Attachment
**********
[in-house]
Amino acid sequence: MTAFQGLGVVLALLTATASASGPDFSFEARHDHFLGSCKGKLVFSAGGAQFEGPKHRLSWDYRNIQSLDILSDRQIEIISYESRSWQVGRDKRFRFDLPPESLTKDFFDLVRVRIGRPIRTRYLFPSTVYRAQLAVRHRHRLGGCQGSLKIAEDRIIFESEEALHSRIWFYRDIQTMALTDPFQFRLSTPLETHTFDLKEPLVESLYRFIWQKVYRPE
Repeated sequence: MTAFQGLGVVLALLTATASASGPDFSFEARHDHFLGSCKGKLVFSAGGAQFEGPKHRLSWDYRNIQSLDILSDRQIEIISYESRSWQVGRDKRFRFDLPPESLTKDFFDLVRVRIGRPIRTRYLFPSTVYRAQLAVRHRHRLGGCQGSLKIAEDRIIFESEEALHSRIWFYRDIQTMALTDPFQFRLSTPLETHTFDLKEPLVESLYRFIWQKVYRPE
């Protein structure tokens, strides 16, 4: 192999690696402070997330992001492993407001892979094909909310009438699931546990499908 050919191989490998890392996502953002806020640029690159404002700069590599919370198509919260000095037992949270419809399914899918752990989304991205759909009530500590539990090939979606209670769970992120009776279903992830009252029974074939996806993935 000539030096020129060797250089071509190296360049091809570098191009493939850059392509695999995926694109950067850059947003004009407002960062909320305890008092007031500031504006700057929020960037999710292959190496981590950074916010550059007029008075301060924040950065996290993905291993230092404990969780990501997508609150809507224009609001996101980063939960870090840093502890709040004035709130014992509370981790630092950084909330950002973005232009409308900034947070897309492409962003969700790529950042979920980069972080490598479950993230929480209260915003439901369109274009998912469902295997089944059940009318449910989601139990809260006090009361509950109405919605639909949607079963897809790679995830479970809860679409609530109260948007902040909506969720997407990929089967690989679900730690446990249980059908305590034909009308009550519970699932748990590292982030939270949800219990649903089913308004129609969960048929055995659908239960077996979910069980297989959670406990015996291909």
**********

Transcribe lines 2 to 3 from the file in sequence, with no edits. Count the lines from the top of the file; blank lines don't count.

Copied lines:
Amino acid sequence: MTAFQGLGVVLALLTATASASGPDFSFEARHDHFLGSCKGKLVFSAGGAQFEGPKHRLSWDYRNIQSLDILSDRQIEIISYESRSWQVGRDKRFRFDLPPESLTKDFFDLVRVRIGRPIRTRYLFPSTVYRAQLAVRHRHRLGGCQGSLKIAEDRIIFESEEALHSRIWFYRDIQTMALTDPFQFRLSTPLETHTFDLKEPLVESLYRFIWQKVYRPE
Repeated sequence: MTAFQGLGVVLALLTATASASGPDFSFEARHDHFLGSCKGKLVFSAGGAQFEGPKHRLSWDYRNIQSLDILSDRQIEIISYESRSWQVGRDKRFRFDLPPESLTKDFFDLVRVRIGRPIRTRYLFPSTVYRAQLAVRHRHRLGGCQGSLKIAEDRIIFESEEALHSRIWFYRDIQTMALTDPFQFRLSTPLETHTFDLKEPLVESLYRFIWQKVYRPE